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A+ seems a bit...well, redundant?

Discussion in 'A+' started by Boffy, Feb 3, 2011.

  1. Boffy

    Boffy Megabyte Poster

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    Hey All,

    So while working through Mike Myers book I can't help but notice that most of the information, is simply information that really isn't needed for an IT helpdesk/support role?

    A+ is seen as a beginner cert, but reading 75pages purely on how a CPU works and operates seems slightly overkill for me.

    I've worked as an IT Technician (Helpdesk and Desktop Support) for just over 2 years, I did do computing and ICT for GCSE/A Levels - am I just finding silly because I've heard most of it before? I just find I have never needed to know so much in my job but I can't even see needing it for any higher roles?

    Don't get me wrong, I'm going to complete the book and take the A+ exams, but I just can't help but feel its wasted time when I'll never really need to know how many pins are in a VGA cable.

    I'm not being negative, but if you haven't done any IT before then maybe you wanted to know this, but has it actually ever helped in your job?
     
    Certifications: BSc Computer Game Technology, A+
    WIP: MOS 2010
  2. kevicho

    kevicho Gigabyte Poster

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    Its a weird one, A+ and Network+ are generally seen as the only certs that are aimed at helping you get a job rather than showing experience, so in a way they prove that you know or are aware of the fundamentals of a PC, its components and also from the software side the basics of an OS.

    A lot of the IT exams there is a good chance you will come an feature or product you will never or rarely use in real life, unless your role is basically that one area, but they will highlight a new piece of knowledge and will be handy to know this exists.

    I can understand what you are saying, but considering Microsoft counts A+ and Network+ an an elective for the MCSA shows that it has value, and the other side of the coin, it shows potential employers that you value learning and certification of the skills you possess, I would highly recommend gritting your teeth and working through this, and would say it is not a waste of time.
     
    Certifications: A+, Net+, MCSA Server 2003, 2008, Windows XP & 7 , ITIL V3 Foundation
    WIP: CCNA Renewal
  3. alexdc12

    alexdc12 Kilobyte Poster

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    I found a lot of it was basic knowledge that i already posessed but there was a lot that i didnt know so it was very helpful and i took the exams and passed, id of done it just for the knowledge even if it doesnt get me a job, its the conceptuals thats i found helped the most.
     
    Certifications: GNVQ Advanced IT, CompTIA A+, CompTIA N+, 70-680
    WIP: 70-685, ITIL v3 Foundation
  4. greenbrucelee
    Highly Decorated Member Award

    greenbrucelee Zettabyte Poster

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    I know what your saying but there are places and people out there that use old technologies so knowing about them is useful also know about the older technologies helps you understand the newer technologies better.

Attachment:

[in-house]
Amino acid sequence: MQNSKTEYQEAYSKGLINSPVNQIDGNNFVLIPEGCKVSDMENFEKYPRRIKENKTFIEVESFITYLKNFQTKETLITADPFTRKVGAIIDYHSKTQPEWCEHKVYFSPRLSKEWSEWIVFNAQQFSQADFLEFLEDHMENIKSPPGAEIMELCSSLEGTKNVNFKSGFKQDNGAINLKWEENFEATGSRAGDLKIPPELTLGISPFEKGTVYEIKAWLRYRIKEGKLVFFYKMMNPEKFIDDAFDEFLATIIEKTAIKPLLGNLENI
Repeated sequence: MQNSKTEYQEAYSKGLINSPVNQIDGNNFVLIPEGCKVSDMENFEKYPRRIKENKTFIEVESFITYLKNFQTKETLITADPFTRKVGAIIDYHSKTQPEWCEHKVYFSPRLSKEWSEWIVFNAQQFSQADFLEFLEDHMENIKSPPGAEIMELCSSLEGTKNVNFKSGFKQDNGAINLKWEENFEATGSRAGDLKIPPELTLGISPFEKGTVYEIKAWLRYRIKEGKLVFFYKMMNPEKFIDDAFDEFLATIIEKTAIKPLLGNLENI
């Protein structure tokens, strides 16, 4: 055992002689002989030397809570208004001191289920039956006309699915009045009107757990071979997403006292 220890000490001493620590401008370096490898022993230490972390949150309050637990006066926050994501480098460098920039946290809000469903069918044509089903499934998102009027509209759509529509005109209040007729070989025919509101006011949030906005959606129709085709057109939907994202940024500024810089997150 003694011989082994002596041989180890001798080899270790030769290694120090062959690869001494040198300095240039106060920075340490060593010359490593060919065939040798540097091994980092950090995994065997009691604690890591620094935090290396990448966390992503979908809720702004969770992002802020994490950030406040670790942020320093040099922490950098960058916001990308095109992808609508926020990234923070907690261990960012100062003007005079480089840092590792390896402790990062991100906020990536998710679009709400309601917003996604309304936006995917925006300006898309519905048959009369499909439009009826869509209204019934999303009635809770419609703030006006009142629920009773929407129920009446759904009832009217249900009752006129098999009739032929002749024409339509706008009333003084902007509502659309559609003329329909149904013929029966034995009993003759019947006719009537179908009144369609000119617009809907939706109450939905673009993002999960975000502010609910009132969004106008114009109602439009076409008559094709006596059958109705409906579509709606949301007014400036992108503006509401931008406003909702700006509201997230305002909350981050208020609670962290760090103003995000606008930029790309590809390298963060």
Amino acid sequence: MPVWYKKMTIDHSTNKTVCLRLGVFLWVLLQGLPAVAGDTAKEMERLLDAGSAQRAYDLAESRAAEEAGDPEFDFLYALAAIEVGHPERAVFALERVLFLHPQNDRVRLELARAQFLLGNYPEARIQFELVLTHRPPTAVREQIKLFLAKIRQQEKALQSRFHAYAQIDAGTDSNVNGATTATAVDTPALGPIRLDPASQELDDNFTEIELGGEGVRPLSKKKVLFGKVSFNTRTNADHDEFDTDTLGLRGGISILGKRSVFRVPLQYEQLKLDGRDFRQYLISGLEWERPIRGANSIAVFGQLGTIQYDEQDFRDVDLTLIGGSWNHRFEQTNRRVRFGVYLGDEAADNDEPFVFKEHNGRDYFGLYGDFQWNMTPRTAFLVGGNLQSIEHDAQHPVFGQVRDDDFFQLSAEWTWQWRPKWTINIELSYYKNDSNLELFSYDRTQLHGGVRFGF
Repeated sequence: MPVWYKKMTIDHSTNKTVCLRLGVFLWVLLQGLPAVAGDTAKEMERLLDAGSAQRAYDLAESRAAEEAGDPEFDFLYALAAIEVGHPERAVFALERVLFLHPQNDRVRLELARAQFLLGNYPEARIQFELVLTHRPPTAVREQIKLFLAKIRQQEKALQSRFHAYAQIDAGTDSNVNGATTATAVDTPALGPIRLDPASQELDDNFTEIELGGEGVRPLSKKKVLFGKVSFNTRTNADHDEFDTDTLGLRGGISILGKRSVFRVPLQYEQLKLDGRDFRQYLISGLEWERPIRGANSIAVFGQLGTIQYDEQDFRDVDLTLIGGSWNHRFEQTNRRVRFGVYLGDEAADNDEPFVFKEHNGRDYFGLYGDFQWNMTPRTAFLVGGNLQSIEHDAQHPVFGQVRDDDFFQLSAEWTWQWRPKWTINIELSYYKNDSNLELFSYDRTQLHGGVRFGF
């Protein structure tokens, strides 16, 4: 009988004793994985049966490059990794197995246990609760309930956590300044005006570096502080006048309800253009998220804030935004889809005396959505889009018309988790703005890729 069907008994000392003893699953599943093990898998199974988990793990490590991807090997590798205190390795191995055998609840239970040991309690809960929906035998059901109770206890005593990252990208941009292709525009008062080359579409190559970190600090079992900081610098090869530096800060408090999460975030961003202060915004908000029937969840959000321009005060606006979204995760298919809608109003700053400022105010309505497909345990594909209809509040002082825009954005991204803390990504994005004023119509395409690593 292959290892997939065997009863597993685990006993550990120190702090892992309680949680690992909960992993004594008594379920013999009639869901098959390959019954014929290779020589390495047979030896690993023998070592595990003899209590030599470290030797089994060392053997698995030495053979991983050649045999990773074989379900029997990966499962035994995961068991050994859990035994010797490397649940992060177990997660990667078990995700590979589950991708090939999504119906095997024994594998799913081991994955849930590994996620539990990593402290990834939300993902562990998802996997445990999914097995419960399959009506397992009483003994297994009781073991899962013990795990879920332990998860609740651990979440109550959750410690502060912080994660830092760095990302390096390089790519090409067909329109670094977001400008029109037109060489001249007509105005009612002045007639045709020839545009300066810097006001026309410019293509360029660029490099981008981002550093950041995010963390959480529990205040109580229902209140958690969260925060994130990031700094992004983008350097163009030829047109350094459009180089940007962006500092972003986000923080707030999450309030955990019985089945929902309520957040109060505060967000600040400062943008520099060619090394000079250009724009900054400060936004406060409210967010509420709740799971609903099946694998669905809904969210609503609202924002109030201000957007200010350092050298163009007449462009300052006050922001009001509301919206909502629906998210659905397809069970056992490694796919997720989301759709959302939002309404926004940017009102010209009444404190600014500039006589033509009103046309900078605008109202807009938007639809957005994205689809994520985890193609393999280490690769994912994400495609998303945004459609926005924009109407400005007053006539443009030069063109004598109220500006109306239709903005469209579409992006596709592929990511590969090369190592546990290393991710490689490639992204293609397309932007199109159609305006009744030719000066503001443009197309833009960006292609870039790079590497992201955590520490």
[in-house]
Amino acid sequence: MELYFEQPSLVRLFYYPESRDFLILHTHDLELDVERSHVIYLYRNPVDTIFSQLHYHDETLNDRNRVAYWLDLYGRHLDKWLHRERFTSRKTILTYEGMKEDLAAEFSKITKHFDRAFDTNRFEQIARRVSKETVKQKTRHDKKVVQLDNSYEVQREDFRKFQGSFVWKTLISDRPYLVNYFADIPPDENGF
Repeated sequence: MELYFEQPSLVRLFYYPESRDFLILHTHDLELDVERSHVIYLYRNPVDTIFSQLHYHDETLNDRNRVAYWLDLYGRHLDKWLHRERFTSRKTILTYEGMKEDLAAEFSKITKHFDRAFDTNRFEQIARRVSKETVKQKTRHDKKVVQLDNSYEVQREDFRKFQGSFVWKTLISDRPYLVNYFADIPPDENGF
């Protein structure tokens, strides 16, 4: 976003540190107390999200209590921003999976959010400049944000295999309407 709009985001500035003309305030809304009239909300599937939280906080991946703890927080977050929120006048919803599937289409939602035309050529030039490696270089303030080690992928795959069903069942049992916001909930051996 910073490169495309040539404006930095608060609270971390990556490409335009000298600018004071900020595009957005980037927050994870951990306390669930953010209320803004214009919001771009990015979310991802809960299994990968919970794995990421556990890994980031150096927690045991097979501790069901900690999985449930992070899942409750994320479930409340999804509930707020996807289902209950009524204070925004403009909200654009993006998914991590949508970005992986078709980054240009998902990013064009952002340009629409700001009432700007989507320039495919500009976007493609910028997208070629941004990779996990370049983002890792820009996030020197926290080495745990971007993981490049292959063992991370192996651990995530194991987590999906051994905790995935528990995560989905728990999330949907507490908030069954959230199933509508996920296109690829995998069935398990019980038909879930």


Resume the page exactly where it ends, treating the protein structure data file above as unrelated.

Certifications: A+, N+, MCDST, Security+, 70-270
    WIP: 70-620 or 70-680?
  5. soundian

    soundian Gigabyte Poster

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    You've got to remember that the book is based on Meyer's interpretation of the exam objectives. He has to include everything that he reasonably expects the exam to cover. I don't know whether the exam will ask you how many pins a VGA connector has, but neither does Meyer's. If he omitted the information and the question came up in your exam that would be a lot worse than including it in the book and not getting asked.

    You've also got to remember that this is a general IT cert. It covers a wide range of jobs, which used to be reflected in the three different paths. Just because you see no need for a particular piece of knowledge it doesn't mean someone else doesn't need it. If you do mostly telephone/email support knowing how many pins a VGA cable has probably is superfluous, if you do a lot of bench work maybe it isn't superfluous.
     
    Last edited: Feb 3, 2011
    Certifications: A+, N+,MCDST,MCTS(680), MCP(270, 271, 272), ITILv3F, CCENT
    WIP: Knuckling down at my new job
  6. steve_p1981

    steve_p1981 Byte Poster

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    Hi boffy, I'm doing the a plus too and i'm near the end of my book and although alot of the information seems excessive, i've actually had to use it both at home and at work so i does come in handy. I'm trying to get into the IT game professionally as at the moment it's just kind of a side line to my main role at work.
    nice to see a local lad on here, i live in collier row near the bell and gate pub. How did you get you first job in IT? was it with a local company or did you get lucky and get a job up the city first?
     
    Certifications: A+ 220-701 and 220-702
    WIP: none at current but poss 70-680 soon
  7. Boffy

    Boffy Megabyte Poster

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    Hey Steve,

    I've actually only just moved to Collier Row, I'm on Chase Cross Road (maps show I'm just round the corner from the pub!). I've been working at a independant school for a couple years part time while at university. They offered me a full-time placement 6 months ago so I've just moved closer, I used to travel 35miles each way.

    Now I've moved closer, I've just applied for jobs in London for last 2 weeks, had an interview this week and I'm in round 2 interviews next Thursday (there is only 2 of us left), so by next Friday I might be working in the city.